You may know that the Monarch Butterfly migrates thousands of miles in it’s life cycle. The caterpillar needs milkweed for food, the adult needs groves of pine, eucalyptus and cypress for overwintering. Their habitats have been reduced, chemicals in our environment threaten them, and their numbers have greatly diminished across the USA.
For several decades one town, Pacific Grove, California, has taken special pride in their protected Butterfly Sanctuary and the thousands of Monarch butterflies that arrive from October to stay until January or February. The peak time to see them–especially in clusters of a thousand or so–is around US Thanksgiving.
The sanctuary is an easy walk from the main street in Pacific Grove (Lighthouse Avenue). There is parking and it is wheelchair accessible. Although there is an incline from one end to the other. There are fun activities for children and plenty of benches for all ages. And there is no charge for entrance.
We took a picnic lunch and sat among the trees watching the butterflies dance high in the air among the tops of the trees. Occasionally one would drop down closer to us and alight on a branch and then we could try for a photo. It would have been more dramatic if we’d been able to see the clusters, but this was also relaxing and fun. We read the well designed signs to learn more about the butterflies and gained a new appreciation for these beautiful insects.
Pacific Grove is on the Monterey Peninsula and an easy activity to plan as part of your next visit. It is walking distance from Asilomar and just off 17 Mile Drive near the entrance to Pebble Beach.
Been thinking about the best Chinese food I’ve ever eaten in the USA at Empire in Portland, Maine. Is it too far to drive from Boston just for dinner? That block is almost perfect as it also has the Speckled Ax coffee cafe. Beware, this is what a visit to Maine can do. I just want to go back.
The lighthouse is cliche and also beautiful and important to coastal boat safety.
We stayed in a terrific AirBnB outside of Portland. Then we drove to Rockport and Camden for a relaxing day of looking a beautiful coastline, shopping and good food.
We spent time in Portland too. It was difficult to leave but the traffic on a weekend is a challenge. Next time I’ll go midweek and give myself enough time to see Arcadia National Park.
I am very keen about public libraries and I make an effort to check out libraries when visiting a new place. There are many fine libraries in the USA but this library in Camden, Maine is unsurpassed in my experience.
In addition to the entrance at the main street level, there is this Hobbit-hole entrance nearer sea level and just across from a lovely park with a sea view.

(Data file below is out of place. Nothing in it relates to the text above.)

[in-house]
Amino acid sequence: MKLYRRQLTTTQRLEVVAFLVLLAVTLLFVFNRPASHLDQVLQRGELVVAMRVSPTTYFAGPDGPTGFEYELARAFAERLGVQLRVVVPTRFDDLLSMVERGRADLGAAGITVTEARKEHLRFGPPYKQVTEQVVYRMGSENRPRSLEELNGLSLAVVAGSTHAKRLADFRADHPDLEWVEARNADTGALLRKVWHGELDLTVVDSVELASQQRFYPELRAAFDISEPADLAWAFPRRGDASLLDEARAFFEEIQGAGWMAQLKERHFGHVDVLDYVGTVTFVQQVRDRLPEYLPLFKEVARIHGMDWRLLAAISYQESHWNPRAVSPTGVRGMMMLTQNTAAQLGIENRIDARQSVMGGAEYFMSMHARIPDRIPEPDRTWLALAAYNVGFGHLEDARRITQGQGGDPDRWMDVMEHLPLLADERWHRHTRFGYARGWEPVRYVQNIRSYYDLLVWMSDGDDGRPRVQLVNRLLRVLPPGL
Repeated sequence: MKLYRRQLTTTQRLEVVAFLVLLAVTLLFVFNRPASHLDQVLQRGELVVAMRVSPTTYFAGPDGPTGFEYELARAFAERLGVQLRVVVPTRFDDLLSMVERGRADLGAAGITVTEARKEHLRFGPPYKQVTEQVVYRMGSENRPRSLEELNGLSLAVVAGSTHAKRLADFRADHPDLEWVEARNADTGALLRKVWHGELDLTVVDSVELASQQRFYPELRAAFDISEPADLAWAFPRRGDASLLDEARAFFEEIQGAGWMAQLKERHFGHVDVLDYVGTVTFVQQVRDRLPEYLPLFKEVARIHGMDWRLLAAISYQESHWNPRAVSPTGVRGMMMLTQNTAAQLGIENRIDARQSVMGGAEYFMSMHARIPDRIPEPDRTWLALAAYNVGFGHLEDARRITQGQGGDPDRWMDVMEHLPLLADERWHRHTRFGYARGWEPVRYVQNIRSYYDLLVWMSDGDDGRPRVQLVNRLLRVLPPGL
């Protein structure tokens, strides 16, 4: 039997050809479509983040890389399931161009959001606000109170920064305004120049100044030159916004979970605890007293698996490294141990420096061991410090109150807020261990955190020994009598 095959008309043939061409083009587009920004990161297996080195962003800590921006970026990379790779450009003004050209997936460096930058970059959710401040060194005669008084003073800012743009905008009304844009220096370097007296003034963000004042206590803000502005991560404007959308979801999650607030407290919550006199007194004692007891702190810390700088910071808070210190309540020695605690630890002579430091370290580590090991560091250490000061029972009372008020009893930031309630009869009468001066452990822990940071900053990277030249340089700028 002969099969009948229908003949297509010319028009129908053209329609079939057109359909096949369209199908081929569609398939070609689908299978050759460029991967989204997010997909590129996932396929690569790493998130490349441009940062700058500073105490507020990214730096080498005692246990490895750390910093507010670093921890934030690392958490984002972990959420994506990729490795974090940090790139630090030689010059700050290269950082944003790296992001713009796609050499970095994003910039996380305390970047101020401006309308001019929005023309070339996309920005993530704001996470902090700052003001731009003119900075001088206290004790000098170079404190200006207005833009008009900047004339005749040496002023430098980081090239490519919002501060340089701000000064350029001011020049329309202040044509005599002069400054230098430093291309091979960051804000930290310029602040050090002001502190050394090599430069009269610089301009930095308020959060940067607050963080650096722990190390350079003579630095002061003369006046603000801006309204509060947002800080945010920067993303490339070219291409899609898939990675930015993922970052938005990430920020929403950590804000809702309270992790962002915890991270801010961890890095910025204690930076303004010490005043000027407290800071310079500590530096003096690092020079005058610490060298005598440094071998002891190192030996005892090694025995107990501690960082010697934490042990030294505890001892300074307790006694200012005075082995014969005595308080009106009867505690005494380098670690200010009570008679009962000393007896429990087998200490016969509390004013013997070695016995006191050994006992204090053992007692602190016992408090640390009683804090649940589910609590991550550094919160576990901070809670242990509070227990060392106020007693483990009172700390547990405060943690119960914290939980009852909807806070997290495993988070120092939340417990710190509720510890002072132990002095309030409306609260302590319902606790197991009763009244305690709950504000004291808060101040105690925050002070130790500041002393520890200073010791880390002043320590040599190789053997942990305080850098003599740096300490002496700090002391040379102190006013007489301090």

Any public library worth its salt has an excellent children’s library.
There are many places to meet or study. I love how librarians are less likely to “shush” patrons than when I was a child. Look how cheerful this library is. It invites you to read and explore.
Seating is also important. Staffing and hours are also critical. Clearly the citizens of Camden value their library.
Bonus: Tevis’ dog Dozer is as handsome as this library.
I didn’t know the New York City Public Library system had a Performing Arts library until my cousin Carrie got a job there. I was curious to see it.
I met Carrie in the lobby and she gave me a behind the scenes tour where she works helping to digitize the card catalog. The library has an amazing collection of video of Broadway shows, Playbills, and miniature scene models. I have no idea what else they have but I was thrilled to know that someone is keeping all of this in good order.
The Library also has special exhibits. I saw a portion of the Hilary Knight tribute and then in the gallery, “Radical Bodies: Anna Halprin, Simone Forti and Yvonne Rainer California and New York.” I am not a huge fan of the theater, but I LOVE libraries and this is a fine one.
The Central Park Zoo is small but beautifully landscaped. It provides plenty of places to pause and enjoy sea lions or watch a grizzly bear snoozing. I didn’t realize they had penguins until I saw an article about places to stay cool in NYC in August. One suggestion was the to check out the Antarctic House and see the penguins. I noted that the penguins were fed publicly at 10:30 and 2:30 p.m. I realized when I left Lincoln Center that if I hot-footed it I could just make it there by 2:30.
It was $18.00 for a ticket to get into the zoo for one adult. As a penguin lover it was worth it–although at feeding time it is crowded and as you can see the windows get steamy. It is hard not to be captivated by the birds swimming and jumping back on the rocks.